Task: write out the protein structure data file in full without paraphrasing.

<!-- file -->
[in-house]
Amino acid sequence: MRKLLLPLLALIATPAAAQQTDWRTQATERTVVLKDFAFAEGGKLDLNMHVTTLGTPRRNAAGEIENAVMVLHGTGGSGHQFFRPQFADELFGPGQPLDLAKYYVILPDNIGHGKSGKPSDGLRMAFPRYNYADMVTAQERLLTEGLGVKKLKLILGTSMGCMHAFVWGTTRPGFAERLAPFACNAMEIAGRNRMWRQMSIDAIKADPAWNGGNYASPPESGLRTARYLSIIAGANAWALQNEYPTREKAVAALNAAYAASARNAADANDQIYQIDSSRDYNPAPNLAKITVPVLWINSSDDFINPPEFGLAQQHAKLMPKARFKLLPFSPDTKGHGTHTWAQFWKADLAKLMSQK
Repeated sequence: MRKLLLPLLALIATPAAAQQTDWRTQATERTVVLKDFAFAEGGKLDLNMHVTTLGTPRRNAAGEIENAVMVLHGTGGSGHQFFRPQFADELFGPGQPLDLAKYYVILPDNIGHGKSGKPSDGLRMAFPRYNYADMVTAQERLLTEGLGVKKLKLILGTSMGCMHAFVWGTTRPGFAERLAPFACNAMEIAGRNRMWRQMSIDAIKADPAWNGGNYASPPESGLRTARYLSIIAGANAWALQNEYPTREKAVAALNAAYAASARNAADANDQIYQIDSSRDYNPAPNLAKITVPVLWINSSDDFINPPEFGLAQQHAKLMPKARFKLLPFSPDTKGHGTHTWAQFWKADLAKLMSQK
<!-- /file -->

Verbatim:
[in-house]
Amino acid sequence: MRKLLLPLLALIATPAAAQQTDWRTQATERTVVLKDFAFAEGGKLDLNMHVTTLGTPRRNAAGEIENAVMVLHGTGGSGHQFFRPQFADELFGPGQPLDLAKYYVILPDNIGHGKSGKPSDGLRMAFPRYNYADMVTAQERLLTEGLGVKKLKLILGTSMGCMHAFVWGTTRPGFAERLAPFACNAMEIAGRNRMWRQMSIDAIKADPAWNGGNYASPPESGLRTARYLSIIAGANAWALQNEYPTREKAVAALNAAYAASARNAADANDQIYQIDSSRDYNPAPNLAKITVPVLWINSSDDFINPPEFGLAQQHAKLMPKARFKLLPFSPDTKGHGTHTWAQFWKADLAKLMSQK
Repeated sequence: MRKLLLPLLALIATPAAAQQTDWRTQATERTVVLKDFAFAEGGKLDLNMHVTTLGTPRRNAAGEIENAVMVLHGTGGSGHQFFRPQFADELFGPGQPLDLAKYYVILPDNIGHGKSGKPSDGLRMAFPRYNYADMVTAQERLLTEGLGVKKLKLILGTSMGCMHAFVWGTTRPGFAERLAPFACNAMEIAGRNRMWRQMSIDAIKADPAWNGGNYASPPESGLRTARYLSIIAGANAWALQNEYPTREKAVAALNAAYAASARNAADANDQIYQIDSSRDYNPAPNLAKITVPVLWINSSDDFINPPEFGLAQQHAKLMPKARFKLLPFSPDTKGHGTHTWAQFWKADLAKLMSQK